The murder of women and children in a Mormon family in Mexico has President Trump calling for the eradication of drug cartels—with US help. All the victims have dual US-Mexico citizenship, reports CNN. "This is the time for Mexico, with the help of the United States, to wage WAR on the drug cartels and wipe them off the face of the earth," wrote Trump. "We merely await a call from your great new president!" In other tweets, he said the family "got caught between two vicious drug cartels, who were shooting at each other," and again asserted that the US was ready to help. "Sometimes need an army to defeat an army!" Many details of what happened are still unclear. Coverage:
- The victims: Three mothers and six children have been confirmed dead, reports the AP. The youngest victims were 7-month-old twins, per CBS News. The family belongs to a decades-old settlement that's an offshoot of the Mormon church in Mexico's Sonora state, south of Arizona. At least five injured children have been transferred to hospitals in Phoenix.
- The attack: They were driving in three separate cars, some headed to a wedding in a nearby town and others to the US border, when gunmen opened fire on them, per CBS. Family members say children were shot at while fleeing, and others were burned alive in vehicles. Cousin Kenny LeBaron says gunmen opened fire on a car that had broken down, then also attacked the two other cars further up the road, reports the Salt Lake Tribune.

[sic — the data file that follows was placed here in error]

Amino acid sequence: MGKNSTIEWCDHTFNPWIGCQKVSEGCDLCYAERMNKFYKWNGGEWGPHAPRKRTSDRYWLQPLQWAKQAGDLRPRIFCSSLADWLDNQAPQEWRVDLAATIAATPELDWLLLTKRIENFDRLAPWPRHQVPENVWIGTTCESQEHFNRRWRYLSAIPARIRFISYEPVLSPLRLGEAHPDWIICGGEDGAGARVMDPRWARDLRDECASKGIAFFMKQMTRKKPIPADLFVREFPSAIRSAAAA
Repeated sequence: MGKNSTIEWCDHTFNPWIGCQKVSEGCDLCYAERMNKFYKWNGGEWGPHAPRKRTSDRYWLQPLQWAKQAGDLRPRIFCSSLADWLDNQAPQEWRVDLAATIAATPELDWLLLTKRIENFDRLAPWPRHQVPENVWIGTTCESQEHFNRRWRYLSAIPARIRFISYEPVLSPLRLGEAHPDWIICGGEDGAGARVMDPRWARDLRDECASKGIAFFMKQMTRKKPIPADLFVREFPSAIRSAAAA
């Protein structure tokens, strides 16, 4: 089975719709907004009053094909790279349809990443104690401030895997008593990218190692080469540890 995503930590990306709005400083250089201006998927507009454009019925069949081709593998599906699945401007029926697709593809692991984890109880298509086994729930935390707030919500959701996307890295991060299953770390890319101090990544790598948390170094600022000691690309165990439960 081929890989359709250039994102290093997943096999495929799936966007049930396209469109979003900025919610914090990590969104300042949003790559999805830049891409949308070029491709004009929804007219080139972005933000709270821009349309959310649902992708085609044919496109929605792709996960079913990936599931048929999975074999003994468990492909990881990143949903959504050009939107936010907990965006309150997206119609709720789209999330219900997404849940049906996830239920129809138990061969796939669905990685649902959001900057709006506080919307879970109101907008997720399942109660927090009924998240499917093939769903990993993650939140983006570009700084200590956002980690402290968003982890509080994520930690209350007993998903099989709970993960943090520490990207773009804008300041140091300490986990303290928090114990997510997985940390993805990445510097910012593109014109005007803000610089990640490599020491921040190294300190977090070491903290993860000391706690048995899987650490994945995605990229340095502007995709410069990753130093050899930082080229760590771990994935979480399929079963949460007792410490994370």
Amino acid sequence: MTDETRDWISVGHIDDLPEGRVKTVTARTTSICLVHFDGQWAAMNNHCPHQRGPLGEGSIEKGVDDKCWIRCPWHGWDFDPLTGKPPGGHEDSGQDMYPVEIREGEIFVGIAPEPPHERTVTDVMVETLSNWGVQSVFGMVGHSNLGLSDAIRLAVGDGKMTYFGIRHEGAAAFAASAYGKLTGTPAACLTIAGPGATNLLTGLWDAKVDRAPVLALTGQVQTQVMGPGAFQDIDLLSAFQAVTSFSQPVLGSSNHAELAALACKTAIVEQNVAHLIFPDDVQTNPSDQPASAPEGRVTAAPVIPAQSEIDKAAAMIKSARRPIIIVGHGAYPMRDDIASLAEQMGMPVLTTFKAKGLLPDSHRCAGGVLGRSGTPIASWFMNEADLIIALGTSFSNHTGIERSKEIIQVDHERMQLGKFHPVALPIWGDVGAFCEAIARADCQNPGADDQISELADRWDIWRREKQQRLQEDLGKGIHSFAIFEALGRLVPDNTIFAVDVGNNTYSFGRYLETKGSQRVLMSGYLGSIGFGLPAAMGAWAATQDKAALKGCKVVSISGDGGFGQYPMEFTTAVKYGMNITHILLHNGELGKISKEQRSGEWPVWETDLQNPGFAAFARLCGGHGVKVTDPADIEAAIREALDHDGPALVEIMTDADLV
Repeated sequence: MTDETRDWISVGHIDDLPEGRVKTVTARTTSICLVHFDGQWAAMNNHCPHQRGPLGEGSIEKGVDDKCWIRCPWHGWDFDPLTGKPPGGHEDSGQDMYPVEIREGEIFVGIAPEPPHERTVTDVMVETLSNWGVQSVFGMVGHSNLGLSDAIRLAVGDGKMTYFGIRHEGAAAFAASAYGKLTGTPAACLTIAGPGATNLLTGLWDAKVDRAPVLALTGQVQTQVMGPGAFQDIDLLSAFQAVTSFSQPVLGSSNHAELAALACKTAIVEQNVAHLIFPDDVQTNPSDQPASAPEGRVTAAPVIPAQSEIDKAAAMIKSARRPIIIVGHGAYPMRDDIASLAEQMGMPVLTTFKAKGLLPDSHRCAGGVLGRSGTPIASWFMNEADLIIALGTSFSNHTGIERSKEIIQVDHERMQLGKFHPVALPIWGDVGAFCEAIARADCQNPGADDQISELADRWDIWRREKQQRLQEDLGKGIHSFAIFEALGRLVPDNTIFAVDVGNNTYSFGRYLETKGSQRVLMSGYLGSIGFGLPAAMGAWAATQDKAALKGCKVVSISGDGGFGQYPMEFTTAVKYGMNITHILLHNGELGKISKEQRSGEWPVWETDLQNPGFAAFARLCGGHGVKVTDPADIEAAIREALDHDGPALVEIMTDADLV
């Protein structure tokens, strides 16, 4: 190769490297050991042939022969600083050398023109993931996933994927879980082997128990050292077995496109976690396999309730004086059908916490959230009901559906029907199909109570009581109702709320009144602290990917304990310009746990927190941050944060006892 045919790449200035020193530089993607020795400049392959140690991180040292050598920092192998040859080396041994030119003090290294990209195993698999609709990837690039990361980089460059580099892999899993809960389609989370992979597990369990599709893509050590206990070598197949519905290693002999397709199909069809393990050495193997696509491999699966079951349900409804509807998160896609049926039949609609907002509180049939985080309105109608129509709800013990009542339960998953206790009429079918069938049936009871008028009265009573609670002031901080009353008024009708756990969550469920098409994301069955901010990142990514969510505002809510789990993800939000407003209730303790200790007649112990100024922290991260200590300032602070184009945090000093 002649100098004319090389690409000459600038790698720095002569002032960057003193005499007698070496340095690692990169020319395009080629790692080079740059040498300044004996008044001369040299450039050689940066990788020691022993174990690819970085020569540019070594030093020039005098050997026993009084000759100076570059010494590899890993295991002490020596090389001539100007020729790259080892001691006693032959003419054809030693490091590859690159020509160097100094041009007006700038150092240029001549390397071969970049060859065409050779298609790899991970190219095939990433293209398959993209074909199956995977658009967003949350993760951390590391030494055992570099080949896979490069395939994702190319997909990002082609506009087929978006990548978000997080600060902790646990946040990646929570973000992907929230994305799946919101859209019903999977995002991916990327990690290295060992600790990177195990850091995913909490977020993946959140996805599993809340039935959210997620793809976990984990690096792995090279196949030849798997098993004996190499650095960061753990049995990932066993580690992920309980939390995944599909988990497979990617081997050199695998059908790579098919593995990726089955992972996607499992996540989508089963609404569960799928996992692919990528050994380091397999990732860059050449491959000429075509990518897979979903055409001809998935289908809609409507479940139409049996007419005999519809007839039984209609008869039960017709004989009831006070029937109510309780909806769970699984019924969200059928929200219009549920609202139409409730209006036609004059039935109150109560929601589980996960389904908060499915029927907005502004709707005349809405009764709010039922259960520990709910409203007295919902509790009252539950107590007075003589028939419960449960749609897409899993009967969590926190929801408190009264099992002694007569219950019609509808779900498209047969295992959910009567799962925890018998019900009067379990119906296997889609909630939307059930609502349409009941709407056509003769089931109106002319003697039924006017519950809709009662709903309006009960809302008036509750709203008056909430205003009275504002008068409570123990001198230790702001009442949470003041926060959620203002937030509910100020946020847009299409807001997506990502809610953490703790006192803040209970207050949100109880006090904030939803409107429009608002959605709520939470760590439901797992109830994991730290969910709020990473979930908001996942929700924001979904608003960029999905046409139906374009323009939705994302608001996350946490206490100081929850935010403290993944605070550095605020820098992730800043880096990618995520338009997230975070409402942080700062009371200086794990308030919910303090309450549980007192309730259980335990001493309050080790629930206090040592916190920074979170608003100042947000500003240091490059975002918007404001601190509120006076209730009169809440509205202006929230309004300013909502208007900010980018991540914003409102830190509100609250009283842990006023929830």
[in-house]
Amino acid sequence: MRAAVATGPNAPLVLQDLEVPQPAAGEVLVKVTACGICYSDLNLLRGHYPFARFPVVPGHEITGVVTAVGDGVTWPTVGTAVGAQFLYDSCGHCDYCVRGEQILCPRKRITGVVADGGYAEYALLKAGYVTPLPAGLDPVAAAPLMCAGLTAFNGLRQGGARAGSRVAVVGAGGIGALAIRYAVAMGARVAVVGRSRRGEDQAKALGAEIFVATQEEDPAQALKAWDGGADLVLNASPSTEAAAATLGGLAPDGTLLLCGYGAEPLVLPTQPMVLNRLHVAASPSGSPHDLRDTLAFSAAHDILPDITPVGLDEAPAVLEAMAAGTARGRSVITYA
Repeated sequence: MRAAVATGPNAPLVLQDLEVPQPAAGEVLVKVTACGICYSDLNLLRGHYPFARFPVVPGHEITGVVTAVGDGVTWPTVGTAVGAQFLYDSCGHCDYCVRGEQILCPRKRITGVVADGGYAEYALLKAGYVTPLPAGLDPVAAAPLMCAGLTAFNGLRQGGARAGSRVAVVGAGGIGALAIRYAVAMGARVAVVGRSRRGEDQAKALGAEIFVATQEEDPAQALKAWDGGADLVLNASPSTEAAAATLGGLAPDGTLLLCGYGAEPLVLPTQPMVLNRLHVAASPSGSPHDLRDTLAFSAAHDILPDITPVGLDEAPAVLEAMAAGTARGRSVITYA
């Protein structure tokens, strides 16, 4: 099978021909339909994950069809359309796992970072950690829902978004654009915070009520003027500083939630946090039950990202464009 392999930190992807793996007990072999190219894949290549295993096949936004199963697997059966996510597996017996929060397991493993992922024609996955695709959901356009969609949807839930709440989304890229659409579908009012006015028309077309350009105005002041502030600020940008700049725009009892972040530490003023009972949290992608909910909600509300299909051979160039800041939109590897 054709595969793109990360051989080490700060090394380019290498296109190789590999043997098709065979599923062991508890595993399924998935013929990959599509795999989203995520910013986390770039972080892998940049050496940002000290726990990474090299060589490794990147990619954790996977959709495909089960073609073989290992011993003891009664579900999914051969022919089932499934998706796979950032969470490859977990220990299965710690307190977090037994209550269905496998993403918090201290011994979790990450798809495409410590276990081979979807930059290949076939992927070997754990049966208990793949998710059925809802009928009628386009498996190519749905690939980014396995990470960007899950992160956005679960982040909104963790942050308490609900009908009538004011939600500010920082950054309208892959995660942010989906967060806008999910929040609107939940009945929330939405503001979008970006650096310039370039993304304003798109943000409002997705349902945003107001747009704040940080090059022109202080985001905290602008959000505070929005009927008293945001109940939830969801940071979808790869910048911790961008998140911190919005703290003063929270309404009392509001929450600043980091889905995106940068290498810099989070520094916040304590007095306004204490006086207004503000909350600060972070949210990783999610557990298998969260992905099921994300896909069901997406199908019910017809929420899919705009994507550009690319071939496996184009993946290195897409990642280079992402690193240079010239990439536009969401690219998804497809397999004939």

- Why? A leading theory is that members of a cartel mistook the family members for rivals, but nothing has been confirmed. The New York Times reports that the family has a history of speaking out against criminal groups in the region.
- The family: They have ties to Utah, reports the Tribune, which describes them as such: "The victims are members of the LeBaron family, American citizens who have lived in a fundamentalist Mormon community in the border region for decades." They "are a mix of people who worship with the mainstream Church of Jesus Christ of Latter-day Saints and polygamous offshoots," per the Tribune.
- Backdrop: Mexico has long endured drug violence, but a wave of attacks in recent weeks has been brutal even by those standards, notes Reuters. Last month, Mexican security forces trying to apprehend a Sinaloa cartel leader were repelled by a military-style assault. This new assault, however, could "become a galvanizing moment for citizens fed up with the endless bloodshed and the government's inability to do much about it," per the New York Times.
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